Prior to her public affairs and communications career, Maureen worked as a journalist over a 15-year period. She was a Milan-based correspondent for the Wall Street Journal Europe, Breaking Views, and Business Week. She edited a blog on the topic of meritocracy, hosted by Italian daily newspaper Corriere della Sera, and wrote and co-hosted a TV talk show in Italy on business and finance, broadcast on the local channel Telelombardia.
Maureen Kline holds a Bachelor’s degree from Yale University and a Master’s degree from the London School of Economics. She lived in Italy for over 20 years, working in the communications, public affairs and legal fields, and holds dual US-Italian citizenship.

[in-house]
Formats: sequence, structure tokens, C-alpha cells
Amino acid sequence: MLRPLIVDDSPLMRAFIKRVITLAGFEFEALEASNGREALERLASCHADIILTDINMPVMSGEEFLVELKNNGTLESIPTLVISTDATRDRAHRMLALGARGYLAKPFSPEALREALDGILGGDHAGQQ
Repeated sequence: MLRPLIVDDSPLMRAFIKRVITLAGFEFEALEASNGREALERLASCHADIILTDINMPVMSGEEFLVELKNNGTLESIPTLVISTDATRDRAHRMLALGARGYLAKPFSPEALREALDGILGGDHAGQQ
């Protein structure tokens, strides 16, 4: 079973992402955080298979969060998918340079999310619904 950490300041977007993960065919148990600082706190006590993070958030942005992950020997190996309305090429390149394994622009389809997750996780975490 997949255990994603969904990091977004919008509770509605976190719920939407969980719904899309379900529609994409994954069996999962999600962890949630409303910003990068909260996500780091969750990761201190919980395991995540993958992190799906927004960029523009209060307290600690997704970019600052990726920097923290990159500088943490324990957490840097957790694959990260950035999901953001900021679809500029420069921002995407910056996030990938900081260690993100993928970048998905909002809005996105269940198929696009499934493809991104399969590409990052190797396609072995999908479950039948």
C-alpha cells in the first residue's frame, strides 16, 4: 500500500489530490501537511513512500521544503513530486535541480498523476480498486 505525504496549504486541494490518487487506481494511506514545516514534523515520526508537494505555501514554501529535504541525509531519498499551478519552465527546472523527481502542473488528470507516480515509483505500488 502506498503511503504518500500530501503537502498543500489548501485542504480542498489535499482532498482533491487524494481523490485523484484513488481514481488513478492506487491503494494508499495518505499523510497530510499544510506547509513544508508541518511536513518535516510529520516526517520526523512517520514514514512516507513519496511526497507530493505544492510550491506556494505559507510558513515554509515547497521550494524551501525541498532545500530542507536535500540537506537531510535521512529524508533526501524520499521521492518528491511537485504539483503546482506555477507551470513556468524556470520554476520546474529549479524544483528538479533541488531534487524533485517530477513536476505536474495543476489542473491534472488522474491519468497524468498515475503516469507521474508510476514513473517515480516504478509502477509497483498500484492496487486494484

A lifelong environmentalist, internationally-awarded Margot McMahon sculpts forms of nature. Humans, plants and animals symbolizing lifeforms are fused into organic interpretations in bronze, Cor-Ten steel, aluminum, granite or wood. She has been called the “Studs Terkel of the sculpting world”, by Chicago Sculpture Exhibit for her sculptural interpretations of everyday heroes including her monument to poet, Gwendolyn Brooks. The Smithsonian, the Museum of Contemporary Art, Chicago History Museum, Sokka Gaikai, Mobil Oil, the Chicago Botanic Garden and the John D. and Catherine T. MacArthur Foundation and Steans Family Foundation have collected her sculpture. Her collected sculptures are in the United States, Guernsey, France, UK, and Japan. Margot has taught sculpture and drawing at the School of the Art Institute, DePaul University, and Yale University where she earned an MFA. Margot has recently published with Aquarius Press If Trees Could Talk recipient of a National Book Award (NFPW) and the Mate E. Palmer First Place Book Award (IWPA). It is the third book in the series with Mac and Irene: A WWII Saga and Airdrie, a YA book. Margot lives in Oak Park, Illinois with her husband Daniel Burke and has three grown children who live in Seattle, Chicago, and Brooklyn.